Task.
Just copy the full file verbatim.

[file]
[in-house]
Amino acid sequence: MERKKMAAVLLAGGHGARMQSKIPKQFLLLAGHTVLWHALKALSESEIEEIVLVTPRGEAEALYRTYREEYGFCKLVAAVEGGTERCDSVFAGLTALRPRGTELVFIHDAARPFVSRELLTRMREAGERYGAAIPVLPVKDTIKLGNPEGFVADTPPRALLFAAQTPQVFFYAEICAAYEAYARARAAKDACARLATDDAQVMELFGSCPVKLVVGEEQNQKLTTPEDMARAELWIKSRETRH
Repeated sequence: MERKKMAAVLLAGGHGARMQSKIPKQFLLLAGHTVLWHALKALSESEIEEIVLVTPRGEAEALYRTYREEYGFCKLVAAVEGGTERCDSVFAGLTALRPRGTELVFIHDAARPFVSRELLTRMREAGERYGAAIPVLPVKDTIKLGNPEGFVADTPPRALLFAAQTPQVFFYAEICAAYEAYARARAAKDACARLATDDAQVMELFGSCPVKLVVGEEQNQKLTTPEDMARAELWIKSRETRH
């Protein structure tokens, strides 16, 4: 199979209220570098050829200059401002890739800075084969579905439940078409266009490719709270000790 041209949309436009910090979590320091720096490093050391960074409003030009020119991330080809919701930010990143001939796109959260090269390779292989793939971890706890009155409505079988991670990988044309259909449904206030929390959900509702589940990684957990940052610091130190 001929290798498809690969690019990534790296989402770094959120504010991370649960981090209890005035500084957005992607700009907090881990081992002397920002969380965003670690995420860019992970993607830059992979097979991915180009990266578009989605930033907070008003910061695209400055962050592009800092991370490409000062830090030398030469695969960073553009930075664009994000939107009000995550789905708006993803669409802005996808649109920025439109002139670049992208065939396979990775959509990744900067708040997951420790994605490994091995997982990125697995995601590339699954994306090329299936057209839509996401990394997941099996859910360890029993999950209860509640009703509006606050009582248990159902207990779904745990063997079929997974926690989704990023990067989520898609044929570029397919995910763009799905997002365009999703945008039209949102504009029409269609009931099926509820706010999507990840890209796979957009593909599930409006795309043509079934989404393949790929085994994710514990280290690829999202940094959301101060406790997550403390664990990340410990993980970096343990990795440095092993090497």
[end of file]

[in-house]
Amino acid sequence: MERKKMAAVLLAGGHGARMQSKIPKQFLLLAGHTVLWHALKALSESEIEEIVLVTPRGEAEALYRTYREEYGFCKLVAAVEGGTERCDSVFAGLTALRPRGTELVFIHDAARPFVSRELLTRMREAGERYGAAIPVLPVKDTIKLGNPEGFVADTPPRALLFAAQTPQVFFYAEICAAYEAYARARAAKDACARLATDDAQVMELFGSCPVKLVVGEEQNQKLTTPEDMARAELWIKSRETRH
Repeated sequence: MERKKMAAVLLAGGHGARMQSKIPKQFLLLAGHTVLWHALKALSESEIEEIVLVTPRGEAEALYRTYREEYGFCKLVAAVEGGTERCDSVFAGLTALRPRGTELVFIHDAARPFVSRELLTRMREAGERYGAAIPVLPVKDTIKLGNPEGFVADTPPRALLFAAQTPQVFFYAEICAAYEAYARARAAKDACARLATDDAQVMELFGSCPVKLVVGEEQNQKLTTPEDMARAELWIKSRETRH
């Protein structure tokens, strides 16, 4: 199979209220570098050829200059401002890739800075084969579905439940078409266009490719709270000790 041209949309436009910090979590320091720096490093050391960074409003030009020119991330080809919701930010990143001939796109959260090269390779292989793939971890706890009155409505079988991670990988044309259909449904206030929390959900509702589940990684957990940052610091130190 001929290798498809690969690019990534790296989402770094959120504010991370649960981090209890005035500084957005992607700009907090881990081992002397920002969380965003670690995420860019992970993607830059992979097979991915180009990266578009989605930033907070008003910061695209400055962050592009800092991370490409000062830090030398030469695969960073553009930075664009994000939107009000995550789905708006993803669409802005996808649109920025439109002139670049992208065939396979990775959509990744900067708040997951420790994605490994091995997982990125697995995601590339699954994306090329299936057209839509996401990394997941099996859910360890029993999950209860509640009703509006606050009582248990159902207990779904745990063997079929997974926690989704990023990067989520898609044929570029397919995910763009799905997002365009999703945008039209949102504009029409269609009931099926509820706010999507990840890209796979957009593909599930409006795309043509079934989404393949790929085994994710514990280290690829999202940094959301101060406790997550403390664990990340410990993980970096343990990795440095092993090497």